Several Assured Automation water meters are popular among pool owners who monitor their water usage for pool leakages. Two favored products for their durability and low cost are the Economy Series digital water meter and the analog WM-PC water meter.
The following illustrates what many Floridian families with year-round pools face.
A family of four in Florida enjoys their heated pool all year round, but their water bill has been growing incrementally every month for the past year. They want to monitor the amount of water required to keep their pool full and make sure there are no pool leaks.
The homeowner purchased an Economy water meter to monitor the amount of water added to their pool each week. They are able to quickly insert the meter between their outdoor faucet and hose using the garden hose adapters. They knew from their neighbors’ experience that they needed a sturdy meter that could withstand the strain of the hose and the outdoor activity of their two sons. Assured Automation’s Economy Series digital water meter provided both the durability, accuracy and economy they were looking for.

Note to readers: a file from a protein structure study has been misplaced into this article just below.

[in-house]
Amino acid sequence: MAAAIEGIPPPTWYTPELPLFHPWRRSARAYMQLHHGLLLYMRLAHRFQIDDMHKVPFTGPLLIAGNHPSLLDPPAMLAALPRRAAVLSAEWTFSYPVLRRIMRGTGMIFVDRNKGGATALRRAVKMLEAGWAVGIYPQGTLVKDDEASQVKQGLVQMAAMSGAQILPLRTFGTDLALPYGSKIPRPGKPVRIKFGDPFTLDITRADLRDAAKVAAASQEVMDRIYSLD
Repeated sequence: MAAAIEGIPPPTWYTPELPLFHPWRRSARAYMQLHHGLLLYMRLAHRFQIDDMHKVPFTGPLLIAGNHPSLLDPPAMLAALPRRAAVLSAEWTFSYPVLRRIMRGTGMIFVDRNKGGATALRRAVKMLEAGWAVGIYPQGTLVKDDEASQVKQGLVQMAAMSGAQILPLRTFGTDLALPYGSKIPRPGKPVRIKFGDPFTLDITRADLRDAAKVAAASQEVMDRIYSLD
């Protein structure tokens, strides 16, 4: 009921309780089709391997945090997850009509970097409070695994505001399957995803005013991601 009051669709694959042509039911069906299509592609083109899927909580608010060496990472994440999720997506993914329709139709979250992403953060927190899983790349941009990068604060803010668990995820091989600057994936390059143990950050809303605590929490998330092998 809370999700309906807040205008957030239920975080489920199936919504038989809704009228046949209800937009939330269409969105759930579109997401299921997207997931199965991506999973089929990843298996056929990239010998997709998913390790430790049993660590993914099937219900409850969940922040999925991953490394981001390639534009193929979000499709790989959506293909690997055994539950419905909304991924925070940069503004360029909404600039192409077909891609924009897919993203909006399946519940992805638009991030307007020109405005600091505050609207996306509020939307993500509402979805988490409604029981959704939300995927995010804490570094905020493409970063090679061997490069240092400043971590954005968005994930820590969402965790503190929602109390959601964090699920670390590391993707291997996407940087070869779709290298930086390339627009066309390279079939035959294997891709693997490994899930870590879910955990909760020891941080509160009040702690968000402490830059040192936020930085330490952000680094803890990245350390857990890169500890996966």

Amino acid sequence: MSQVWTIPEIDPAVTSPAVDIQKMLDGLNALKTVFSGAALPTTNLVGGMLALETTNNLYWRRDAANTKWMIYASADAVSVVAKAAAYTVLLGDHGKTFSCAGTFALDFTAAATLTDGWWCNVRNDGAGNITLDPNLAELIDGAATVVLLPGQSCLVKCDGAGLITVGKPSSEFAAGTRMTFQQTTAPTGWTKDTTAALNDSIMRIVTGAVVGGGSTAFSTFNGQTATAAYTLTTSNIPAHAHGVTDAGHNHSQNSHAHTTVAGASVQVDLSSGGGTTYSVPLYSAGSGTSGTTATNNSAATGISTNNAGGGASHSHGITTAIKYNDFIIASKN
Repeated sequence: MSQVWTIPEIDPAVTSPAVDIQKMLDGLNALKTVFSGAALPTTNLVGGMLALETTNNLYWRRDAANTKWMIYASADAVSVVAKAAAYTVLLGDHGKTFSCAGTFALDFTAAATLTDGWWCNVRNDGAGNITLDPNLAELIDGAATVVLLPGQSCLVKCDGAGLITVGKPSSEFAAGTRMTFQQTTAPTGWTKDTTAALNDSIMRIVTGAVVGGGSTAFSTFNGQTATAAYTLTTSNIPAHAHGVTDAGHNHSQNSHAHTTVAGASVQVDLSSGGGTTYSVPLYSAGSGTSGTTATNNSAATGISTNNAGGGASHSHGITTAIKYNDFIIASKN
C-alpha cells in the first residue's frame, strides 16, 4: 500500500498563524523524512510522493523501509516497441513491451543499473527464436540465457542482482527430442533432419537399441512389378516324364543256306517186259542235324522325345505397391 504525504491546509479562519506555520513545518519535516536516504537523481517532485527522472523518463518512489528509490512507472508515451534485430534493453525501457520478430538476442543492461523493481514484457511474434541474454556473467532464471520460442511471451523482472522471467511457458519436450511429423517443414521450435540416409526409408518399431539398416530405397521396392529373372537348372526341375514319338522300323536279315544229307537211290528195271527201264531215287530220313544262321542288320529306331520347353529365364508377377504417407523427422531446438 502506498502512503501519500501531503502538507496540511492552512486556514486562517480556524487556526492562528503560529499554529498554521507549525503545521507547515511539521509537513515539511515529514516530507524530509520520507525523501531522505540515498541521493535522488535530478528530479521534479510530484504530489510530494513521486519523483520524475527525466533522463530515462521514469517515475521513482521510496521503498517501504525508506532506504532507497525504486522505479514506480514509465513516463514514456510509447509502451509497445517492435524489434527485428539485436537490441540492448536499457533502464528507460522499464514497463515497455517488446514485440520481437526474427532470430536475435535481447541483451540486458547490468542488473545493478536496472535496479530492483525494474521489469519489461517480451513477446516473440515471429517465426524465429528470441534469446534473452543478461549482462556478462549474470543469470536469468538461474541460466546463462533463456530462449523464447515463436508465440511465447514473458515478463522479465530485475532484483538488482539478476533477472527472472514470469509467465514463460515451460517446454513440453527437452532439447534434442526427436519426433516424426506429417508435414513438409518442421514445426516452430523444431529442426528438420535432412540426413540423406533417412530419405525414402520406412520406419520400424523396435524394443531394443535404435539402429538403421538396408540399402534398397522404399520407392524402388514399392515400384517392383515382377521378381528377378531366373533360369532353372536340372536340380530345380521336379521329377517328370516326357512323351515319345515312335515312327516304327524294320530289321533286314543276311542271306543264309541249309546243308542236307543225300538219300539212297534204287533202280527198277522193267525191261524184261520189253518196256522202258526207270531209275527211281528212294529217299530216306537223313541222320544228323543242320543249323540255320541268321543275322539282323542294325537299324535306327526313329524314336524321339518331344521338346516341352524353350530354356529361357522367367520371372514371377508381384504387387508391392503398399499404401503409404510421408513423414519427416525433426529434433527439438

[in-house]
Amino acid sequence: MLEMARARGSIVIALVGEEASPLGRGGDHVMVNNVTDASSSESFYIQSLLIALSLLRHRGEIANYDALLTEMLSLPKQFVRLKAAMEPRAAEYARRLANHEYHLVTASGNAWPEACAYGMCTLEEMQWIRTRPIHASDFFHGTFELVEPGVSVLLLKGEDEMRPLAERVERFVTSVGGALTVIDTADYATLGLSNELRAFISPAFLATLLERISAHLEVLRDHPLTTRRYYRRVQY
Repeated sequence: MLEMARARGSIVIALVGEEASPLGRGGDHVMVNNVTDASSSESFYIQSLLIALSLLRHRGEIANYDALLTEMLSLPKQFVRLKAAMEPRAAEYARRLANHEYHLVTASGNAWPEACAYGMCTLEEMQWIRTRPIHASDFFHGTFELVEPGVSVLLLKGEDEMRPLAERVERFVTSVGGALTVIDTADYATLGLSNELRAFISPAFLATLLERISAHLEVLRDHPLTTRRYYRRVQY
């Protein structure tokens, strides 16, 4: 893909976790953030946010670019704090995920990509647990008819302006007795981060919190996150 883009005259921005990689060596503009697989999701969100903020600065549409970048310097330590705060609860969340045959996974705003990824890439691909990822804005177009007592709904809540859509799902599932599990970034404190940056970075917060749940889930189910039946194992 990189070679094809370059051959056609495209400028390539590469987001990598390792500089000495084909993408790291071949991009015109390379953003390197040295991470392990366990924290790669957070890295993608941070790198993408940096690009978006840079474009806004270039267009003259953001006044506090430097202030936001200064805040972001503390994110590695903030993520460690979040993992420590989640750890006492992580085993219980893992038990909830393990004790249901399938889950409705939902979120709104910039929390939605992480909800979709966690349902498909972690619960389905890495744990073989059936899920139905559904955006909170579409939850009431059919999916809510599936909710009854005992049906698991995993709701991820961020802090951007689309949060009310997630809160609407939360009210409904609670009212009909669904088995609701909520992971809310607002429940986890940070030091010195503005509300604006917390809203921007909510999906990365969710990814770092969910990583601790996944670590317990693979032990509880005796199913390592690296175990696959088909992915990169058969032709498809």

One outdoor faucet is dedicated to refilling the pool. Since the Economy digital meter shows two totals on the digital display, the homeowner now knows how much water is used to refill the pool throughout the course of the season, as well as how much is used monthly by resetting a resettable total every month.
Sure enough, the pool required more water replenishment than would be expected from splashes and evaporation. The homeowner was not eager to replace the vinyl liner on their pool, but given the evidence of leakage, they now know their water bills will continue to grow if they don’t.
Water conservation in Florida has become especially critical. In areas where groundwater is depleted and the underground aquifers dry up, Florida’s underlying limestone loses support, increasing the likelihood of a sinkhole. As Florida’s groundwater is pumped out to support Florida’s rapid population growth, the limestone bedrock destabilizes, accounting for the growing number of sinkholes. A peak season for sinkholes occurs in the dry months of May and June, and the year’s lowest groundwater levels.